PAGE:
Posted 01 November 2018 - 10:18 AM

Out west dust is just a fact of life.  The box will help some in the immediate area around your scope but if the wind is blowing hard enough to pick up dust it will be in the air and everywhere else.  I personally will take the dry and dust over humidity and dew.  

 

Oh...Yes I am still putting together SkyBox kits for my "Astro Buds".  (Astronomically inclined buddies)

 

JohnLove

CCD-Freak

WD5IKX


Edited by CCD-Freak, 01 November 2018 - 10:24 AM.

  • jdk likes this

#18 jdk

jdk

    Messenger

  • *****
  • topic starter
  • Posts: 428
  • Joined: 06 Jul 2017

Posted 12 November 2018 - 11:40 PM

Update!

 

I had a chance to test my wind break and full scale and the results did not disappoint. I cannot overstate how much of a difference it made to have the mesh wall in front of the tarp box. I opted for a two sided, 90 degree mesh wall in order to protect against winds from the north and west. Winds easily reached 25+mph and my scope was never disturbed. 

 

440A6166.jpg

Getting to this point was difficult because my step ladder was a little too short. In the future I think I'm going to try a swiveling joint in the middle so I can open the wall up like a hinge. 

 

 

440A6168.jpg

With the mesh hung. 10' is tall! 

 

440A6169.jpg

Despite my indoor small scale tests that indicated the best distance between structures, I was afraid of extending the tarp box beyond the edges of the mesh. This was only about 3 feet from the mesh - it should have been about double that. Ultimately I did move it back.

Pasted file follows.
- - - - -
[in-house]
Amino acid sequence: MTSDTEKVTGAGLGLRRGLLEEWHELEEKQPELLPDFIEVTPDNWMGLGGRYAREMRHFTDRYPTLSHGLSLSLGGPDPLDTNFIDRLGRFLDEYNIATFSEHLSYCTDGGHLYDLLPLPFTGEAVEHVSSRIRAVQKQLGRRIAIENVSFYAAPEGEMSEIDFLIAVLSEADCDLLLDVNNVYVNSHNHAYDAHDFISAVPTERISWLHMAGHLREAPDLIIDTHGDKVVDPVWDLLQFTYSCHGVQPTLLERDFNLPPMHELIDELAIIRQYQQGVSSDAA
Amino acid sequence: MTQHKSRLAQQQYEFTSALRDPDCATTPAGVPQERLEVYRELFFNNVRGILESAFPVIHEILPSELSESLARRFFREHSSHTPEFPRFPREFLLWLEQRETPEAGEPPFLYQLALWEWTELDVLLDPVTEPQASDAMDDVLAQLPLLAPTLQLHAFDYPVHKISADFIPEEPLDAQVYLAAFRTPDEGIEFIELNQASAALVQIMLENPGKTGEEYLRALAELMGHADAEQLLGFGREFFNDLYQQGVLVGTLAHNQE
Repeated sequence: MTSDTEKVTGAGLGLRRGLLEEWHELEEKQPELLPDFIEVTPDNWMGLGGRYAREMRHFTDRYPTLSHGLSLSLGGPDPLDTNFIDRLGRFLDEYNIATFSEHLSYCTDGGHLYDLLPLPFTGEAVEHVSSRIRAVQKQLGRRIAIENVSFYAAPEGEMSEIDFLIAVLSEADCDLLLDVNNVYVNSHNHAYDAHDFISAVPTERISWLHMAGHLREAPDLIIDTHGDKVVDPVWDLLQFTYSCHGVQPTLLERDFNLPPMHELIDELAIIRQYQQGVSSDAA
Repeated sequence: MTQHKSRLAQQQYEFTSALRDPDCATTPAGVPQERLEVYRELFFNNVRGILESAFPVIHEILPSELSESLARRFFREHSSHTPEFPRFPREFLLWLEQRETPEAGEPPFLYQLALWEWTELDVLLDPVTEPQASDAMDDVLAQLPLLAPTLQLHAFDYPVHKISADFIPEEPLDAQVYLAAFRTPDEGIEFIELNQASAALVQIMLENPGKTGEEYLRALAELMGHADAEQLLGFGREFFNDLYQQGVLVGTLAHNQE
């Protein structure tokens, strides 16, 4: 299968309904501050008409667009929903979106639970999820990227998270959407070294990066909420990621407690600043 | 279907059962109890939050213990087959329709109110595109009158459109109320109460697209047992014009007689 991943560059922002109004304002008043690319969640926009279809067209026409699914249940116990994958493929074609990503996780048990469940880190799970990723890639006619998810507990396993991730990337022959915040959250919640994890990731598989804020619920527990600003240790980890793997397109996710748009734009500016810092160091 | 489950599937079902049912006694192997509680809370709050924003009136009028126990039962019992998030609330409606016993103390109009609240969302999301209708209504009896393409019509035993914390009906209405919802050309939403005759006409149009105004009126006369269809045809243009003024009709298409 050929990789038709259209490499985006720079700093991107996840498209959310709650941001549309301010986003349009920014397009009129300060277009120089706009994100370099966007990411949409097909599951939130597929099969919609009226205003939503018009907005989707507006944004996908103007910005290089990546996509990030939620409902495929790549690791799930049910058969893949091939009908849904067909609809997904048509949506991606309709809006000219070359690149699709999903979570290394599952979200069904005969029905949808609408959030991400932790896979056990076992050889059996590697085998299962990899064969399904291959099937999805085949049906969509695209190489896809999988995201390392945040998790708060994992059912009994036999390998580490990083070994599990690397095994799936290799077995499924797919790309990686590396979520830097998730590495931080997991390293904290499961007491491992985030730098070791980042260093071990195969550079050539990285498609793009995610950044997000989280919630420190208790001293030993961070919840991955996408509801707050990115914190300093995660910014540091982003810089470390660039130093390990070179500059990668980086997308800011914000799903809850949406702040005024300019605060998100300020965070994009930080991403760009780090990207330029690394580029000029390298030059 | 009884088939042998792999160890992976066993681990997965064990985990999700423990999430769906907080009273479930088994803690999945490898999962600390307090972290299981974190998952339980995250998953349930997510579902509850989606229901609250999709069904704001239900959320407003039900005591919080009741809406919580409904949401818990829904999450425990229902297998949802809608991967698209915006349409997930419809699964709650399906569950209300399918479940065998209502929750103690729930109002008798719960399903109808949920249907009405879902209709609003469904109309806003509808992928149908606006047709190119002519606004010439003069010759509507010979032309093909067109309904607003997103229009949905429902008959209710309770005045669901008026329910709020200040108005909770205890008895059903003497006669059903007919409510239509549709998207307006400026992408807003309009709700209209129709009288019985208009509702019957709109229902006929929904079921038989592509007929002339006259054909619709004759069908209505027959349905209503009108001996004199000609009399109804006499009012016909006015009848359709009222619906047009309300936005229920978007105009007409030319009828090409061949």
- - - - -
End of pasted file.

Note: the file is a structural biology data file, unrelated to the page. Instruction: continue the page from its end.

440A6170.jpg

You can see that the wind was blowing! It's difficult to appreciate the scale here - the tarp box is just about 7' tall. When it is all staked down, it is comically secure. 

 

440A6172.jpg

A peek under the hood. cool.gif  It's important to note that optimal equipment placement may not be in the center of your box - I actually ended up biasing mine way into the corner  in order to maximize imaging time on Orion and the Horsehead.

 

440A6181.jpg

Ready to image!

 

A few other relevant considerations: 

 

1. Next time I'll probably bring a mat of some kind to put down as a floor. With wind-born dust pretty well controlled, I became the most culpable generator of dust in the air by just shuffling around the box. 

 

2. I used a 30ft tarp as the walls of my box (~7ft sides). I only had one "seam" - I should have positioned it on the north side to make polar alignment easier. I had to undo two walls in order for my Polemaster to get a view of the pole. 

 

3. As I indicated above, the zone of maximum wind reduction behind the mesh wall is not directly behind the mesh, but some distance behind it (probably related to the height and density of the wall). That should be taken into consideration together with the intended imaging target when placing the scope in order to maximize protection and imaging time. 

 

happy imaging!

 

Joe


Edited by jdk, 12 November 2018 - 11:42 PM.

  • Waber, wcoastsands and sunnyday like this

#19 CCD-Freak

CCD-Freak

    Vendor - Portable Observatories